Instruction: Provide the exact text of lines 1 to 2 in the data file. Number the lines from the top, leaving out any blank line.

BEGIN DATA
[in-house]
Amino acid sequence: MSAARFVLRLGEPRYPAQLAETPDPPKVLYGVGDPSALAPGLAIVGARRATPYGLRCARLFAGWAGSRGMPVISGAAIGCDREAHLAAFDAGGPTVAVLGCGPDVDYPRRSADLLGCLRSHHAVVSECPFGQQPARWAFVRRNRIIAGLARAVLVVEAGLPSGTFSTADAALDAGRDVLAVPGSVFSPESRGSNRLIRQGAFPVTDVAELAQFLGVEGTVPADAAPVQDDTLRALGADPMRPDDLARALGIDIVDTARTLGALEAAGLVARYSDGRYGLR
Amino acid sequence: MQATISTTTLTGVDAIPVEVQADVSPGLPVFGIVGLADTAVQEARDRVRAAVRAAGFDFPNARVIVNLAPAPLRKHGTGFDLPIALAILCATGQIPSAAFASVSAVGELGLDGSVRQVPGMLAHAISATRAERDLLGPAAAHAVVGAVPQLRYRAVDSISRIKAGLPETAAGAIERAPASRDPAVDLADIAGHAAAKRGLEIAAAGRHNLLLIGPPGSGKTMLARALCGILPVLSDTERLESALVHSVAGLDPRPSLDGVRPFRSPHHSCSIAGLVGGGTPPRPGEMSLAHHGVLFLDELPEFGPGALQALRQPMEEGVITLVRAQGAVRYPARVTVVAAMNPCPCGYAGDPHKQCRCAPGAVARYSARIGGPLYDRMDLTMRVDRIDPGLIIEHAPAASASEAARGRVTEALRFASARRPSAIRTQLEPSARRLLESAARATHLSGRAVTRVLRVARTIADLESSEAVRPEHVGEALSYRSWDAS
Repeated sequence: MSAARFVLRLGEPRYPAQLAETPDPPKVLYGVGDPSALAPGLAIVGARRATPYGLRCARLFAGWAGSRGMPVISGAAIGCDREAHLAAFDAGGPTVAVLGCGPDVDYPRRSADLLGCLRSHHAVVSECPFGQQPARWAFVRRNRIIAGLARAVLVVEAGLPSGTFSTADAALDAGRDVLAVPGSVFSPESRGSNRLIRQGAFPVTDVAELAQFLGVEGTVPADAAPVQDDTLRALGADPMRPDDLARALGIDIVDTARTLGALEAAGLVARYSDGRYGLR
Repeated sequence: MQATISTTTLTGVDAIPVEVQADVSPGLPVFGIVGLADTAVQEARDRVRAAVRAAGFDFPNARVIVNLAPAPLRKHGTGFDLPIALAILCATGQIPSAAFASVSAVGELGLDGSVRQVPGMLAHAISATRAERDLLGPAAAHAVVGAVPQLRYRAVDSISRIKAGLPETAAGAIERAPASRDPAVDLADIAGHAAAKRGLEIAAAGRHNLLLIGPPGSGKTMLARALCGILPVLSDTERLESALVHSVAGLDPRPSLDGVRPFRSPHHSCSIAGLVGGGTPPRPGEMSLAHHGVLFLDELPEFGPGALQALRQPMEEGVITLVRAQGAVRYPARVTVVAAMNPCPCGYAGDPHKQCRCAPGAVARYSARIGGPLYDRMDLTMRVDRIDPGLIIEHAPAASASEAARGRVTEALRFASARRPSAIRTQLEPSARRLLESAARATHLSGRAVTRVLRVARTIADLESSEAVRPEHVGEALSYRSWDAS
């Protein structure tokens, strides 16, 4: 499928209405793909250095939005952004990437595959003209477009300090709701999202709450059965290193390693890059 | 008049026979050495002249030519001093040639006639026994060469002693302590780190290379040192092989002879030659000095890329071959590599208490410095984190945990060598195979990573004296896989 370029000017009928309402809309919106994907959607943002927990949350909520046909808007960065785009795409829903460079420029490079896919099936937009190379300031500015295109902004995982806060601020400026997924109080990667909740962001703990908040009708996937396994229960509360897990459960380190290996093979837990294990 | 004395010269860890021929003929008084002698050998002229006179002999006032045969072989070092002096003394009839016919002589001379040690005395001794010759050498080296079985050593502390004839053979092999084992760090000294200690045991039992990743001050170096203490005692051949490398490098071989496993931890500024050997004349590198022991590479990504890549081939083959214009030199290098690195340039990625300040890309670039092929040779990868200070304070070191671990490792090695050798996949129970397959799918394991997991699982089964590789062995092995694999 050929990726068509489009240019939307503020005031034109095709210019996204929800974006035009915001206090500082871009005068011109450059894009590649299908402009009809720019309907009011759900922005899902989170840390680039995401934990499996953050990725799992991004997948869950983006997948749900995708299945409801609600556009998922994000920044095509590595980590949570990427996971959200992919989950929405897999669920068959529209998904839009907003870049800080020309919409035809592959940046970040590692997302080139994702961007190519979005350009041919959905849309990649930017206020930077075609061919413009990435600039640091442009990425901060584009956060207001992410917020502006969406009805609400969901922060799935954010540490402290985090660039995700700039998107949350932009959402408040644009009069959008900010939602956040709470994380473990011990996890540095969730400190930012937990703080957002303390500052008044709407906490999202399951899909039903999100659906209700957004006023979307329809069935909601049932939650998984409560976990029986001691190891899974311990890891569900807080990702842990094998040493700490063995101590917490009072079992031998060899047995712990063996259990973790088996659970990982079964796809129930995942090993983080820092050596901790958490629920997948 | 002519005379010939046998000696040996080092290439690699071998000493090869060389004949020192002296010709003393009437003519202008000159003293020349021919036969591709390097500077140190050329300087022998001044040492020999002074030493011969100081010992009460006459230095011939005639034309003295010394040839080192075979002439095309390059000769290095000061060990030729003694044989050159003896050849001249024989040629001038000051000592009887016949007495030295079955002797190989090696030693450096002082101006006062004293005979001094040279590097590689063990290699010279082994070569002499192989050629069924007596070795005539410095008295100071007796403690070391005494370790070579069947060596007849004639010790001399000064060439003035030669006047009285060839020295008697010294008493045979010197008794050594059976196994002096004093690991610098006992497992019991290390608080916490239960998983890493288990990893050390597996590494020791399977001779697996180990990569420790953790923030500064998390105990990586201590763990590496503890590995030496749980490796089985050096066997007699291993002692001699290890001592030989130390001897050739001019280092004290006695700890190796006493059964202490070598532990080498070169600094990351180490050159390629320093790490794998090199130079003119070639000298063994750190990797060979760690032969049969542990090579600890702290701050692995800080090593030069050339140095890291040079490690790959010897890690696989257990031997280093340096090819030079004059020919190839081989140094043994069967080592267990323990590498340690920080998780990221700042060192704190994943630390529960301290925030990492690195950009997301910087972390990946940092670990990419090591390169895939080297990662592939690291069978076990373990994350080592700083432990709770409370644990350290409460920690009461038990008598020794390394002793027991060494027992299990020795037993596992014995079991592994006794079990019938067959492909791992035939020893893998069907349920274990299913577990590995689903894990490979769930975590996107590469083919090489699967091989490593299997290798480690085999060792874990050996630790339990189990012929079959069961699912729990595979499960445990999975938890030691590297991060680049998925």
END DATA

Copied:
[in-house]
Amino acid sequence: MSAARFVLRLGEPRYPAQLAETPDPPKVLYGVGDPSALAPGLAIVGARRATPYGLRCARLFAGWAGSRGMPVISGAAIGCDREAHLAAFDAGGPTVAVLGCGPDVDYPRRSADLLGCLRSHHAVVSECPFGQQPARWAFVRRNRIIAGLARAVLVVEAGLPSGTFSTADAALDAGRDVLAVPGSVFSPESRGSNRLIRQGAFPVTDVAELAQFLGVEGTVPADAAPVQDDTLRALGADPMRPDDLARALGIDIVDTARTLGALEAAGLVARYSDGRYGLR